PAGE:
C8 | 0.00000000e+000 | ||

C9 | 0.00000000e+000 | ||

SURFACE NO. 23 | |||

K | 0.0000 | ||

C1 | 1.74400115e−008 | ||

C2 | −8.35191566e−014 | ||

C3 | −6.72245819e−018 | ||

C4 | −1.48911061e−022 | ||

C5 | 6.03163011e−027 | ||

C6 | −7.22356694e−032 | ||

C7 | −1.68350772e−036 | ||

C8 | 0.00000000e+000 | ||

C9 | 0.00000000e+000 | ||

SURFACE NO. 25 | |||

K | 0.0000 | ||

C1 | −6.26229360e−009 | ||

C2 | −1.01689566e−013 | ||

C3 | 1.24265213e−018 | ||

C4 | 6.15676137e−023 | ||

C5 | −1.81952531e−027 | ||

C6 | 7.05339612e−032 | ||

C7 | −1.30796023e−036 | ||

C8 | 0.00000000e+000 | ||

C9 | 0.00000000e+000 | ||

SURFACE NO. 27 | |||

K | 0.0000 | ||

C1 | −3.11584500e−009 | ||

C2 | 4.54152967e−014 | ||

C3 | 5.48854826e−019 | ||

C4 | −1.07217364e−023 | ||

C5 | −4.93680366e−028 | ||

C6 | 4.40409387e−033 | ||

C7 | 1.80136796e−037 | ||

C8 | 0.00000000e+000 | ||

C9 | 0.00000000e+000 | ||

SURFACE NO. 33 | |||

K | 0.0000 | ||

C1 | 2.03860365e−009 | ||

C2 | −4.81770739e−013 | ||

C3 | 7.12906529e−018 | ||

C4 | −9.89082418e−023 | ||

C5 | 5.97992904e−027 | ||

C6 | −1.39296989e−031 | ||

C7 | 1.16280644e−036 | ||

C8 | 0.00000000e+000 | ||

C9 | 0.00000000e+000 | ||

SURFACE NO. 35 | |||

K | 0.0000 | ||

C1 | 1.36126851e−008 | ||

C2 | −2.50085436e−013 | ||

C3 | 1.07338114e−018 | ||

C4 | 3.24701476e−021 | ||

C5 | −1.00209509e−025 | ||

C6 | −2.59101058e−031 | ||

C7 | 1.08664414e−034 | ||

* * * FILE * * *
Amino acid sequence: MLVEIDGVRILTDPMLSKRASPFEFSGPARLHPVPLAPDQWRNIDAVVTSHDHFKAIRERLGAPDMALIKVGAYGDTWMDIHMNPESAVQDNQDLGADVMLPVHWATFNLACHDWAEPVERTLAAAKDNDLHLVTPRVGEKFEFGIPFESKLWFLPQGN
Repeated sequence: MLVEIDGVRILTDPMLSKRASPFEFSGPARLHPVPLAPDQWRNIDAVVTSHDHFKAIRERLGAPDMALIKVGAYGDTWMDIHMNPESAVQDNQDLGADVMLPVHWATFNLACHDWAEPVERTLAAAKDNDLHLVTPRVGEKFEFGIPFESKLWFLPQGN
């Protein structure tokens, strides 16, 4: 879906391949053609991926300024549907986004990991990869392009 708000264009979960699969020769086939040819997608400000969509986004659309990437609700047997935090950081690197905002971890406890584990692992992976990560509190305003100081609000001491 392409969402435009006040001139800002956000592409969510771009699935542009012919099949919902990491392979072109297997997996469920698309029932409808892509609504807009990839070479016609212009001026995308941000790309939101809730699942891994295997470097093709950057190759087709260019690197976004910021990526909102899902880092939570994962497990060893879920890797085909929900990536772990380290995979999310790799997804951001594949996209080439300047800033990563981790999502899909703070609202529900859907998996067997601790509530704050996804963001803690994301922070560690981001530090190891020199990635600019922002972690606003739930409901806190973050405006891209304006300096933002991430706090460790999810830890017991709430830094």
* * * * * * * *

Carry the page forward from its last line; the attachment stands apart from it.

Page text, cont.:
C8 | 0.00000000e+000 | ||

C9 | 0.00000000e+000 | ||

SURFACE NO. 37 | |||

K | 0.0000 | ||

C1 | 8.99963419e−008 | ||

C2 | 6.04018944e−012 | ||

C3 | −7.89329450e−017 | ||

C4 | −2.13781701e−021 | ||

C5 | 6.69330154e−024 | ||

C6 | −7.04221608e−028 | ||

C7 | 4.04933330e−032 | ||

C8 | 0.00000000e+000 | ||

C9 | 0.00000000e+000 | ||

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Non-Patent Citations

Reference | ||
---|---|---|

1 | M. Switkes and M. Rothchild, "Immersion Lithography at 157 nm", American Vacuum Society. J. Vac. Sci. Technologies B 19(6), Nov./Dec. 2001, pp. 2353-2356, Lexington, Massachusetts. | |

2 | W.J. Smith, "Stops and Apertures", Modern Optical Engineering, McGraw-Hill Book Company 2000, New York, NY, pp. 141-143. |

Classifications

U.S. Classification | 359/770, 359/714, 359/649, 359/763 |

International Classification | G03F7/20, G02B13/14, G02B9/60 |

Cooperative Classification | G03F7/70241, G02B13/143, G03F7/70341 |

European Classification | G02B13/14B, G03F7/70F24, G03F7/70F6 |

Legal Events

Date | Code | Event | Description |
---|---|---|---|

Jan 18, 2011 | AS | Assignment | Owner name: CARL ZEISS SMT GMBH, GERMANY Free format text: A MODIFYING CONVERSION;ASSIGNOR:CARL ZEISS SMT AG;REEL/FRAME:025763/0367 Effective date: 20101014 |

Apr 16, 2013 | CC | Certificate of correction | |

Dec 19, 2014 | FPAY | Fee payment | Year of fee payment: 4 |